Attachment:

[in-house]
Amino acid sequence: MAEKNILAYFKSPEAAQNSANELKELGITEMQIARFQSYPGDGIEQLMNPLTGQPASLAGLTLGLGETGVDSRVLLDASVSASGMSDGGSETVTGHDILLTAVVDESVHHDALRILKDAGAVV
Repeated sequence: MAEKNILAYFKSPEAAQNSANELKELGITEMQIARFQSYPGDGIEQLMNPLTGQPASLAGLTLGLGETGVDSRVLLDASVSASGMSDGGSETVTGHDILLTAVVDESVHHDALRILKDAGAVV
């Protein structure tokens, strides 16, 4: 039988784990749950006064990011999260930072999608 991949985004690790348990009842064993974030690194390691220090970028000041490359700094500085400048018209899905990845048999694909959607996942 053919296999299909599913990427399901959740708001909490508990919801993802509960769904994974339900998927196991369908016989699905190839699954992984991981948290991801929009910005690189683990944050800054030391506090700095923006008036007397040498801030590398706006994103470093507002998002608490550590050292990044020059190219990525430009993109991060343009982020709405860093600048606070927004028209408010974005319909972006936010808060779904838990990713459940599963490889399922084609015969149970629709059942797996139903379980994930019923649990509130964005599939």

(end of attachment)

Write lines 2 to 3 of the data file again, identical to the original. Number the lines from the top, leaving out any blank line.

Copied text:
Amino acid sequence: MAEKNILAYFKSPEAAQNSANELKELGITEMQIARFQSYPGDGIEQLMNPLTGQPASLAGLTLGLGETGVDSRVLLDASVSASGMSDGGSETVTGHDILLTAVVDESVHHDALRILKDAGAVV
Repeated sequence: MAEKNILAYFKSPEAAQNSANELKELGITEMQIARFQSYPGDGIEQLMNPLTGQPASLAGLTLGLGETGVDSRVLLDASVSASGMSDGGSETVTGHDILLTAVVDESVHHDALRILKDAGAVV